1) Why did the researchers not suspect that the temperature data looked hopelessly wrong at the outset?
2) Why did peer review not do the basic checks that I did?
3) The study carries out some mindbendingly complex statistical analysis, linking arthropod decline to rising temperatures. But how can this analysis have been robust, when the temperature data was hopelessly wrong?
The conclusion is that the faulty temperature data matched the researchers’ expectations of climate warming, and consequently they never bothered to crosscheck. It would after all have been extremely simple to have asked the people who maintain the data.
Whether or not arthropods are in decline I have no idea. But by blaming non existent climate warming, there is a very real danger that the true cause is being missed. Indeed, looking at those graphs, it may well be climate cooling that is responsible.
I plan to contact PNAS, who published the paper, to request that it be withdrawn.
by Roy W. Spencer, Ph. D., January 16, 2019
Summary:The recently reported upward adjustment in the 1971-2010 Ocean Heat Content (OHC) increase compared to the last official estimate from the IPCC is actually 11%, not 40%. The 40% increase turns out to be relative to the average of various OHC estimates the IPCC addressed in their 2013 report, most of which were rejected. Curiously, the new estimate is almost identical to the average of 33 CMIP climate models, yet the models themselves range over a factor of 8 in their rates of ocean warming. Also curious is the warmth-enhancing nature of temperature adjustments over the years from surface thermometers, radiosondes, satellites, and now ocean heat content, with virtually all data adjustments leading to more warming rather than less.
See also here
by M. Bastasch, November 14, 2018 in WUWT/DailyCaller
Scientists behind a headline-grabbing climate study admitted they “really muffed” their paper.
Their study claimed to find 60 percent more warming in the oceans, but that was based on math errors.
The errors were initially spotted by scientist Nic Lewis, who called them “serious (but surely inadvertent) errors.”
The scientists behind a headline-grabbing global warming study did something that seems all too rare these days — they admitted to making mistakes and thanked the researcher, a global warming skeptic, who pointed them out.
“When we were confronted with his insight it became immediately clear there was an issue there,” study co-author Ralph Keeling told The San Diego Union-Tribune on Tuesday.
Their study, published in October, used a new method of measuring ocean heat uptake and found the oceans had absorbed 60 more heat than previously thought. Many news outlets relayed the findings, but independent scientist Nic Lewis quickly found problems with the study.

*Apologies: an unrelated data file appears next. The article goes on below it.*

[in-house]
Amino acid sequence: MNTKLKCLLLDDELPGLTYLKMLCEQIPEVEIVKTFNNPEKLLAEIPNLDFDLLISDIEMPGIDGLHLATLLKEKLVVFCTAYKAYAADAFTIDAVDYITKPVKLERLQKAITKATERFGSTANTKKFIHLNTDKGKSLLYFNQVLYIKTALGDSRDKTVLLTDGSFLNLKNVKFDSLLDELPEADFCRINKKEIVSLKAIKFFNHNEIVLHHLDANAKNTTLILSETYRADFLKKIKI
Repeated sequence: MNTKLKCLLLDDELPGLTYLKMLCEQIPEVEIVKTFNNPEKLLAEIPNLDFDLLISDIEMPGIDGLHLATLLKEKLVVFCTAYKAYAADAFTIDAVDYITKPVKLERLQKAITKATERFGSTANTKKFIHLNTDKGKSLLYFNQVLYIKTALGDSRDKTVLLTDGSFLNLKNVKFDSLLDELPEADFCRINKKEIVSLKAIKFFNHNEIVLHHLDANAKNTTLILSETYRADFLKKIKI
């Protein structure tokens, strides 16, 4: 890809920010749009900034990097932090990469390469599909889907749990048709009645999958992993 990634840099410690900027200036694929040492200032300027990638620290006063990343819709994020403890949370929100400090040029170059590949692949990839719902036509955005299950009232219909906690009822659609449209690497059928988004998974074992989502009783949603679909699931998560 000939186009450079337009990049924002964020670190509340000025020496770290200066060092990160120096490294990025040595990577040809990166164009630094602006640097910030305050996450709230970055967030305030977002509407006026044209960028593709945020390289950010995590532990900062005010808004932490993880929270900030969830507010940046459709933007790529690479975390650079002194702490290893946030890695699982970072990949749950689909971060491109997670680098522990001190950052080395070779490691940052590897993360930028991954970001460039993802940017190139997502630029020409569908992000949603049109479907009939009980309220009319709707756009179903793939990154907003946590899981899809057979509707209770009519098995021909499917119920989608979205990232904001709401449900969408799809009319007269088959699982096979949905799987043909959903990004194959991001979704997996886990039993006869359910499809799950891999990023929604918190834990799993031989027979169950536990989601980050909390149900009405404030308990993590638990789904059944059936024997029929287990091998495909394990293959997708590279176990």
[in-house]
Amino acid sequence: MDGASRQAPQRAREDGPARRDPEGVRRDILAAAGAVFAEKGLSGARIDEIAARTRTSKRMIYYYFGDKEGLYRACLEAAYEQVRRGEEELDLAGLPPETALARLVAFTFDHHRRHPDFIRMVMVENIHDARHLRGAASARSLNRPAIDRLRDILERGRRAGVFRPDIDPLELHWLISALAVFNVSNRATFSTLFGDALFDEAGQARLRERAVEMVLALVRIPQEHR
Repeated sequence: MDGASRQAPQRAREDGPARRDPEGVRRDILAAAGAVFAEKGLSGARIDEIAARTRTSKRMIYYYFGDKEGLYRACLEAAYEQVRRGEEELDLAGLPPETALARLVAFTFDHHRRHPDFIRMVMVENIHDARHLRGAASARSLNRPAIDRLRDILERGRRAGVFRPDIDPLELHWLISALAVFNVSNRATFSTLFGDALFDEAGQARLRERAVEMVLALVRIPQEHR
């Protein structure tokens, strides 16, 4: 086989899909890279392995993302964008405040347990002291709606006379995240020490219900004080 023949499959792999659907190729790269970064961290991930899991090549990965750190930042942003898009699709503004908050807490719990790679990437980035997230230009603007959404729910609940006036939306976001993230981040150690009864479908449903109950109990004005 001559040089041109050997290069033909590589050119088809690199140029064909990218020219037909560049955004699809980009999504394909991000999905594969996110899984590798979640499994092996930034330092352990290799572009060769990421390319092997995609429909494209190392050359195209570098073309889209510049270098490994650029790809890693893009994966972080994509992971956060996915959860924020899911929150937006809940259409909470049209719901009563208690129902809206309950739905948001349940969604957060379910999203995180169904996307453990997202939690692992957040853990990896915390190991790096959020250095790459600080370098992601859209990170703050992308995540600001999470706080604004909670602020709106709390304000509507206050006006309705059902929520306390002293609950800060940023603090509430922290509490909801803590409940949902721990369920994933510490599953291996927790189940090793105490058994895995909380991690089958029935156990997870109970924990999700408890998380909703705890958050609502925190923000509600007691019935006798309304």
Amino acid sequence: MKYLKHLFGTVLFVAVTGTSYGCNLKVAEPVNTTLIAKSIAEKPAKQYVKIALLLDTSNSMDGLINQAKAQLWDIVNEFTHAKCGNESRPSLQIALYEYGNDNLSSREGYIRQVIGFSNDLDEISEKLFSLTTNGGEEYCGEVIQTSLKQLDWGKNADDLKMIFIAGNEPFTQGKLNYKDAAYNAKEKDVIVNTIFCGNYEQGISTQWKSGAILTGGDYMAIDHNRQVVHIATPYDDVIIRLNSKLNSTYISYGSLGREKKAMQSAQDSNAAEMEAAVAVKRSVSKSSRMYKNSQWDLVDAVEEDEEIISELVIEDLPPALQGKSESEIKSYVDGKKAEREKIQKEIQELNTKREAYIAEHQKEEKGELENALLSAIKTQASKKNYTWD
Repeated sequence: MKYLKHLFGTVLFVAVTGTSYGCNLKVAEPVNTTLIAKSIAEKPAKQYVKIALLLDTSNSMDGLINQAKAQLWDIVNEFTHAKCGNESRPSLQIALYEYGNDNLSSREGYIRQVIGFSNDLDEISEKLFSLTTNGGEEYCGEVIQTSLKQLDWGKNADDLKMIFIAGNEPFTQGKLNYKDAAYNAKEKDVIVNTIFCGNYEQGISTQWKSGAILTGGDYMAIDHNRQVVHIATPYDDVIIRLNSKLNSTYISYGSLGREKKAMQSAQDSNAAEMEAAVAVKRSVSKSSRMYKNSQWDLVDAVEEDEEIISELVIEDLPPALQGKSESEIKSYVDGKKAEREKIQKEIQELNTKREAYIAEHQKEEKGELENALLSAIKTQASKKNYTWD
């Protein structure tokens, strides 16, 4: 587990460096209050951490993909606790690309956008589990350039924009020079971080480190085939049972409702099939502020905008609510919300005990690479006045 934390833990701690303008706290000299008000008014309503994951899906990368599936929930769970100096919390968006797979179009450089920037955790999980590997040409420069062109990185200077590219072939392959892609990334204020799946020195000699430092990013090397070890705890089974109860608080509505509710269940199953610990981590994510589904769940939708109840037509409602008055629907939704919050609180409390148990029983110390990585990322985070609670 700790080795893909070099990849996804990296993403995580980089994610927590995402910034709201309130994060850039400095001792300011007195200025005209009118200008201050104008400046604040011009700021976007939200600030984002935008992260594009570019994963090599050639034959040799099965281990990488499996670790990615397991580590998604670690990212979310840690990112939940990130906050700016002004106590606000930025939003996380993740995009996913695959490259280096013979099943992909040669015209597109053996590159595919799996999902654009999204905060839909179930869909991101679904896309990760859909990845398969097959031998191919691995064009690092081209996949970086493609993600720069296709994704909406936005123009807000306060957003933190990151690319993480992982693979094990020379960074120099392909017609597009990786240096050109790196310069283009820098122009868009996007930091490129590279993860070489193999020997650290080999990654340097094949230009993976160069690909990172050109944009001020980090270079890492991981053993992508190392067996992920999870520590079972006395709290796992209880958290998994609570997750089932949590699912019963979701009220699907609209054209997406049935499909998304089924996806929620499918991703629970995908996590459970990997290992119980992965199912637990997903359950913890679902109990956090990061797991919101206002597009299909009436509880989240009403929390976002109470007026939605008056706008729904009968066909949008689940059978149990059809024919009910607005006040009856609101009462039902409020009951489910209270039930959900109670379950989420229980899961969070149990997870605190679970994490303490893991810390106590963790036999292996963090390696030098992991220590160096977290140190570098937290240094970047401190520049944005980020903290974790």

Keeling, a scientist at the Scripps Institution of Oceanography, owned up to the mistake and thanked Lewis for finding it. Keeling and his co-authors submitted a correction to the journal Nature. (RELATED: Headline-Grabbing Global Warming Study Suffers From A Major Math Error)…
by A. Bright-Paul, October 22, 2018 in ClimateChageDispatch
As the Earth rotates on its own axis, one-half of the Earth is cooling while the other half is warming up.
So the Earth is warming and cooling daily and the temperature is changing 3,600 times every hour in every location all over the world, as there are 3,600 seconds in every hour.
As the Earth is traveling around the Sun in an ellipse at 66,000 miles per hour and is tilted and wobbling as it spins, so the Earth has seasons, as the angle to the Sun varies.
So the temperatures in the spring and summer are usually warmer than in the autumn and winter when temperatures decline.
So there is a massive number of different temperatures over the whole Earth, constantly changing and always in flux.
by James Temple, October 4, 2018 in MITTechnologyReview
Wind power is booming in the United States.
It’s expanded 35-fold since 2000 and now provides 8% of the nation’s electricity. The US Department of Energy expects wind turbine capacity to more than quadruple again by 2050.
But a new study by a pair of Harvard researchers finds that a high amount of wind power could mean more climate warming, at least regionally and in the immediate decades ahead. The paper raises serious questions about just how much the United States or other nations should look to wind power to clean up electricity systems.
Wind power reduces emissions while causing climatic impacts such as warmer temperatures
Warming effect strongest at night when temperatures increase with height
Nighttime warming effect observed at 28 operational US wind farms
Wind’s warming can exceed avoided warming from reduced emissions for a century